Sunday, September 21, 2008

Royal Selangor Pewter

I used to live in Setapak area for almost two years when I was doing my foundation in Kuala Lumpur. Although I know the factory for Royal Selangor Pewter is located just somewhere the area, I never know where the exact location is all this while. Since a visit to the pewter factory is included inside the initerary of the Japanese school trip, I decided to follow them as well. It is relatively convenient for us, as the representatives from the company came with two vans and picked us up at the hotel in the morning. They will provide free transportation for visitors to their factory from any hotel around Kuala Lumpur, regardless of the number of people in the group. What we need to do was to make revervation with them earlier.
There were already a few people from the factory waiting upon our arrival there, and we were introduced to an Indian guy, who would be our tour guide around the place. Al of us were taken aback, when he started to speak with us in Japanese. From a short chat with him, I found out that he was sent by the company for Japanese lessons five months back in order for him to be able to be in-charge of Japanese visitors to the factory. I must say he could speak good and fluent Japanese, despite the fact that he just started learning the language.
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A brief introduction at the reception counter.
We came into a spacious area when we stepped into the main entrance of the factory, to see pictures on the wall that depicted the man who started the business decades ago and the history of how it has developed into an international brand today.
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That old man was the pioneer of the pewter industry in our country.
Before we get into the showroom, there was a figure of a misshaped crocodile which I supposed is made of pewter.
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And this croc is suffering from malnutrition.
The stuff displayed inside the showroom were basically stuff which were made of pewter and were used during the olden days, such as currency with animal shapes, decorative items, candle stand, and lots more.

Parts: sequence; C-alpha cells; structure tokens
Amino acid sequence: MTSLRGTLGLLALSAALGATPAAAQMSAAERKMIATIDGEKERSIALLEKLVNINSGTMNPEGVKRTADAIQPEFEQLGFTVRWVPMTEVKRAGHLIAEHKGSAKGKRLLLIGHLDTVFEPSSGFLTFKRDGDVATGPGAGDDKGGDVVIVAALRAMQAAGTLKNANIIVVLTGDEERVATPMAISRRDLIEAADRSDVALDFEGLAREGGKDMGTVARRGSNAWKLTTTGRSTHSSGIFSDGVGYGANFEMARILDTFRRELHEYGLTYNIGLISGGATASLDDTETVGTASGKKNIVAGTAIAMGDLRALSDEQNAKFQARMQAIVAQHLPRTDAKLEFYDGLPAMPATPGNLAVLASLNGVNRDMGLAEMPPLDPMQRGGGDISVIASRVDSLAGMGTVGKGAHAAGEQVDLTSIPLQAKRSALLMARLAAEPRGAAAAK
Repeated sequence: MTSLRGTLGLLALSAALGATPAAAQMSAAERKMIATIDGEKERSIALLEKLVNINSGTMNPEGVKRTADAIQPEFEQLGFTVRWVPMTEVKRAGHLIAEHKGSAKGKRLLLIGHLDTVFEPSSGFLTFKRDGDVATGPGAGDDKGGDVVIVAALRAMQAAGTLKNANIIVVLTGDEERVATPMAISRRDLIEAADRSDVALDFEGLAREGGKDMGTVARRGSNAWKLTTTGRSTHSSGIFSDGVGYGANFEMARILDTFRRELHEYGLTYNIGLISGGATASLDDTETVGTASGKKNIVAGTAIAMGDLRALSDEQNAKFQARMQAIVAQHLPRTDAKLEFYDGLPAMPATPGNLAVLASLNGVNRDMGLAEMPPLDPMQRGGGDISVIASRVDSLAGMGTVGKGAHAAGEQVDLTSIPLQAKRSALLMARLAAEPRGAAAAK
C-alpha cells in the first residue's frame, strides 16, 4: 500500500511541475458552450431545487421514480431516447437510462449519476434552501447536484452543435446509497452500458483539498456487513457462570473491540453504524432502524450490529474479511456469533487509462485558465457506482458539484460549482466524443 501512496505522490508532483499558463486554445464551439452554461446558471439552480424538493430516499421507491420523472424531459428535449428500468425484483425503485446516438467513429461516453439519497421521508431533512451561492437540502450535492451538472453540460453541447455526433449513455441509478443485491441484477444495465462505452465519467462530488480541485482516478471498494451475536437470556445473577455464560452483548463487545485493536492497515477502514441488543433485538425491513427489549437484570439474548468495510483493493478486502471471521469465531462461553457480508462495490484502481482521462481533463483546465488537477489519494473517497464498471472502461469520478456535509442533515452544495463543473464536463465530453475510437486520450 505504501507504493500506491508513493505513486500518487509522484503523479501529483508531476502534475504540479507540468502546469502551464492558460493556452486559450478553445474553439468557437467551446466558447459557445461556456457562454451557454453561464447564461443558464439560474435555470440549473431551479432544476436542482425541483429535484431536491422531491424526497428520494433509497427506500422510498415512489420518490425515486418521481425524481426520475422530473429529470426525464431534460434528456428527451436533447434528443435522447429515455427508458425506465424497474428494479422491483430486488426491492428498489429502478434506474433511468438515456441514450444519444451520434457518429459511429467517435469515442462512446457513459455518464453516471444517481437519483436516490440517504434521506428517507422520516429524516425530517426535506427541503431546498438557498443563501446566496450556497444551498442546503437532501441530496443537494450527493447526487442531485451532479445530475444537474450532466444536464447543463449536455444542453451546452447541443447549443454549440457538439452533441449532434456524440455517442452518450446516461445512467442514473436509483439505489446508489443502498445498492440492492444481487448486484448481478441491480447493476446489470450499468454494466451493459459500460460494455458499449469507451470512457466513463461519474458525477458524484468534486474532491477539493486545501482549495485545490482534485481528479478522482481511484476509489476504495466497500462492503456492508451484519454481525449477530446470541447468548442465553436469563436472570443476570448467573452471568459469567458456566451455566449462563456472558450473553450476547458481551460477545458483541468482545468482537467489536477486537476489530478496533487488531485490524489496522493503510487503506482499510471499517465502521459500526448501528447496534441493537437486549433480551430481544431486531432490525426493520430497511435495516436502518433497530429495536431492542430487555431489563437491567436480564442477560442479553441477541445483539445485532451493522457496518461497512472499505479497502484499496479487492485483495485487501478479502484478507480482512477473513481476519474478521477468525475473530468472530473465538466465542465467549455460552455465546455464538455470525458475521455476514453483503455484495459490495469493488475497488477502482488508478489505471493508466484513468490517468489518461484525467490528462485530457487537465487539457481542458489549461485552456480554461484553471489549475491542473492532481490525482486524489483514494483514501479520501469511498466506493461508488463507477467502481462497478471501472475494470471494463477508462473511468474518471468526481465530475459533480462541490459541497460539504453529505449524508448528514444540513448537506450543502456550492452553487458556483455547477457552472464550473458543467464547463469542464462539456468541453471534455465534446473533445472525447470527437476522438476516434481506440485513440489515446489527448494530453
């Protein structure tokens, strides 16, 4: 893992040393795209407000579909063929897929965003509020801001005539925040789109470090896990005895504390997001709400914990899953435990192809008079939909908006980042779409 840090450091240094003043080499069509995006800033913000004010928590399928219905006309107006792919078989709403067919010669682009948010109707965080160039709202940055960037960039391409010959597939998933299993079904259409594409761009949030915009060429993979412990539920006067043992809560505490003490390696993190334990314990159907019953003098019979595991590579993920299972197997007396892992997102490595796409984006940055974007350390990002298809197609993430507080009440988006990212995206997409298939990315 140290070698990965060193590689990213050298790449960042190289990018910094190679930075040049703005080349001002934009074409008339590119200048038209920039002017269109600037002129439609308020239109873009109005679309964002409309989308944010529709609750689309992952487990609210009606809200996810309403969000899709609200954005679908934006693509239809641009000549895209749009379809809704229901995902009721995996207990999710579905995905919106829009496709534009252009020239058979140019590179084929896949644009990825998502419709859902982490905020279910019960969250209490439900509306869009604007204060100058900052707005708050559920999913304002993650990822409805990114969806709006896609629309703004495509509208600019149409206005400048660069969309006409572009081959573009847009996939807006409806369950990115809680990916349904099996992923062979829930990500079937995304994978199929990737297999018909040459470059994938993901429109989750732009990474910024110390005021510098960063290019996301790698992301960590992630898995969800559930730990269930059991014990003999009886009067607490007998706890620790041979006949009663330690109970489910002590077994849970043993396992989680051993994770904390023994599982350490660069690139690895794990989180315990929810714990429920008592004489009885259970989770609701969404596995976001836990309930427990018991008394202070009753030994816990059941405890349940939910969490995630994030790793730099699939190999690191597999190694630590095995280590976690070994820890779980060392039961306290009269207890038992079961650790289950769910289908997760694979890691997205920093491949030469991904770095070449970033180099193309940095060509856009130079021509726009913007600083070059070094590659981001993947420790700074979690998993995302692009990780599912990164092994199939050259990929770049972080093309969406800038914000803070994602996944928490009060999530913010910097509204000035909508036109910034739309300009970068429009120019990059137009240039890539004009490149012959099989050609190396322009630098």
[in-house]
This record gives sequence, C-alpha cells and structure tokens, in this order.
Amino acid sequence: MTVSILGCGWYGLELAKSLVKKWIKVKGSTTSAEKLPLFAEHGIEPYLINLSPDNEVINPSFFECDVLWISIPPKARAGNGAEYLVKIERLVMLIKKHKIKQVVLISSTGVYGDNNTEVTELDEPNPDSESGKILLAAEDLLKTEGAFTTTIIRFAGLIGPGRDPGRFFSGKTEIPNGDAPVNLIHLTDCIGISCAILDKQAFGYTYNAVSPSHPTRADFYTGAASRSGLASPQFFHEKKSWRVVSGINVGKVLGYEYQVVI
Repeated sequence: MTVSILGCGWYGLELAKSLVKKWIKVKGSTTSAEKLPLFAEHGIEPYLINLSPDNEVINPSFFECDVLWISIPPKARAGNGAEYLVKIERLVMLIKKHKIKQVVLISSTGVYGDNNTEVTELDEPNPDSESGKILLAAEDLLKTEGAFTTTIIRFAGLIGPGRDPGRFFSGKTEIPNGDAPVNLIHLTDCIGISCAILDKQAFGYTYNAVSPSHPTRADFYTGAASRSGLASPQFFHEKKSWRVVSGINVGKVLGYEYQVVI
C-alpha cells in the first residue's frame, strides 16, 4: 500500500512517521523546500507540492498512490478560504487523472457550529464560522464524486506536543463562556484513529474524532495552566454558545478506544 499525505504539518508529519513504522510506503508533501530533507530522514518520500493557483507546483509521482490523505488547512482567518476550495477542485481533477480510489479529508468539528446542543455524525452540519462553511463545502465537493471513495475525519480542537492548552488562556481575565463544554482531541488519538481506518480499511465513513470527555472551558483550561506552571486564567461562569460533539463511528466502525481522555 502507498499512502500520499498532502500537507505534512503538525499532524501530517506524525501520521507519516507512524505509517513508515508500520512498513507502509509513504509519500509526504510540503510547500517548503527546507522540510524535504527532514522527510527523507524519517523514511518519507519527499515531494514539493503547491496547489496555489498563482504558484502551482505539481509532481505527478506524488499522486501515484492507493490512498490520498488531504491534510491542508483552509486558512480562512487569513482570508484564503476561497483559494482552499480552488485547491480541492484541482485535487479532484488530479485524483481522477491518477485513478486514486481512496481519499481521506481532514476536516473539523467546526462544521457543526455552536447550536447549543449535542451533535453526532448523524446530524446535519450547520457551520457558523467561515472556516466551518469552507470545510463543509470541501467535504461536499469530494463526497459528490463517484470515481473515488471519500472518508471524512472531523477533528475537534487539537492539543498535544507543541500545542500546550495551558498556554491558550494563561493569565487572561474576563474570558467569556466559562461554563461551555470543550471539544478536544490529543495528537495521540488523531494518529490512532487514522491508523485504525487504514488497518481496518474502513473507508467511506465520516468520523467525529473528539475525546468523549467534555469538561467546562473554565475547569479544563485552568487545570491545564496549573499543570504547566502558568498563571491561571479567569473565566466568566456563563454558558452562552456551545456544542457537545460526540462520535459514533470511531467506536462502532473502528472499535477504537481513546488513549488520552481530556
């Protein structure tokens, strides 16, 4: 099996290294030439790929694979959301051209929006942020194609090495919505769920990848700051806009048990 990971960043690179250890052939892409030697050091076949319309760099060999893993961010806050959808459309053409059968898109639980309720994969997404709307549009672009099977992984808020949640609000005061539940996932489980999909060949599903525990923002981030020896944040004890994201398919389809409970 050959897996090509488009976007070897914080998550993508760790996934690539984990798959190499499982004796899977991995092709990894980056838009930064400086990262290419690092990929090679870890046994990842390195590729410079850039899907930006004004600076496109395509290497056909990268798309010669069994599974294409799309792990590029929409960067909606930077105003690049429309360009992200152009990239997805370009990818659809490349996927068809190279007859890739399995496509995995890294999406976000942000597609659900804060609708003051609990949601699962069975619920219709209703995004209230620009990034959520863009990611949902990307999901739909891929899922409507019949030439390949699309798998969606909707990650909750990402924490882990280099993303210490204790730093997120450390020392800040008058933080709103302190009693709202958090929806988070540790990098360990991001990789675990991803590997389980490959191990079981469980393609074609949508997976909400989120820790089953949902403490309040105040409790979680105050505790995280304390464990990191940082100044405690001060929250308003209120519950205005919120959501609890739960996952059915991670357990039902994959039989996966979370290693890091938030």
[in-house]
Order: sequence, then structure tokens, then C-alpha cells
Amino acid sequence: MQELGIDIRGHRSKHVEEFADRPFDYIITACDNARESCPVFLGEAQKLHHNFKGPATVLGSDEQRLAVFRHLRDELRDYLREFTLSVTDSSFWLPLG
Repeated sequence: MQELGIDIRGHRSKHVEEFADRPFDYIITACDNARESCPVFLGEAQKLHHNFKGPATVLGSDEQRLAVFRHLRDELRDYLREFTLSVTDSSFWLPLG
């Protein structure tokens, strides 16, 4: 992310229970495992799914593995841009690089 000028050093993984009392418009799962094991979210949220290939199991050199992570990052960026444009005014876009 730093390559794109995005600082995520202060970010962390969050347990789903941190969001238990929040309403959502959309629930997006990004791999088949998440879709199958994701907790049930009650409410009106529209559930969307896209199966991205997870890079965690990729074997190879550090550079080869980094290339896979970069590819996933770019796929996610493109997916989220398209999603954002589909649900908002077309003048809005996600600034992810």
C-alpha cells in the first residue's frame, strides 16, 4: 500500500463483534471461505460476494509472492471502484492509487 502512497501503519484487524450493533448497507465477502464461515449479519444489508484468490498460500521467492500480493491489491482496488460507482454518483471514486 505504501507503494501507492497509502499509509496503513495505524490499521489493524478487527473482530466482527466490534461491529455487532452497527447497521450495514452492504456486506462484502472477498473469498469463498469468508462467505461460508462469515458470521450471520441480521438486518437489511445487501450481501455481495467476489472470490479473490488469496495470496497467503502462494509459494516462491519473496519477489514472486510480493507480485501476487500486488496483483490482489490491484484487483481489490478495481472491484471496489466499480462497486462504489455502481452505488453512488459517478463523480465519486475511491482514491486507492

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Pewters, everywhere.
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A pair of candle stands.
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I wonder how many animals like these millionaires in the past had in their bank.
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Abacus and old documents.
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Malayan pewter catalogues.
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This was used to mine tin.
Some even camwhore in the showroom.
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I am not sure if he knows who is Tunku is in the first place.
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This should explain why I do not have a Japanese girlfriend.
We later proceeded into a different showroom, which gave us a more scientific and detailed explanations about pewter. Before that, we came across this interesting wall, which shows the hand prints of the workers of Royal Selangor, who has worked there for more than five years.
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Royal Selangor's Hall of Fame.

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The periodic table.
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How the weight of pewter changes accordingly to gravitational force.
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How heavy pewter is, compared to gold.
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Suddenly, my Japanese senior looked so small.
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Just in case you are wondering what pewter is.
At the end of the visit to the showrooms, we took a break and were served with soft drinks in pewter-made cups, before we were taken to tour around the factory.
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Take five, everyone.
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This is the factory.
They allowed us to have a closer look at how the pewter items are produced, which include processes like molding, carving, polishing and knocking. One of the process is to produce the hand of mugs, in which boiling pewter still in liquid form is poured into a designed mold, and later left to hard. The worker was fully concentrated on her work, that she did not even bother to look at us.
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The molding process.
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Told you she never smiles.

Here is a short video on the molding process.
The rest of the processes are shown as below.
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Polishing.
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Putting some final touches. By the way, that is a tumbler to store tea to keep it warm.
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Knocking motifs on the mug.
We got the chance to try on knocking on the pewter mugs, but it was really different from what we saw. It looked simple, but when we tried our own hands on them, we could hardly control the movement and the placement of the motifs in a straight line, just like how it was supposed to look like.
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I tried to knock the mug.
Apparently, whenever the worker made a mistake, even one wrong knock, they will have to melt the mug once more and repeat the process all over again.
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This is how it is supposed to look like.
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But we screwed everything up until it looked like this.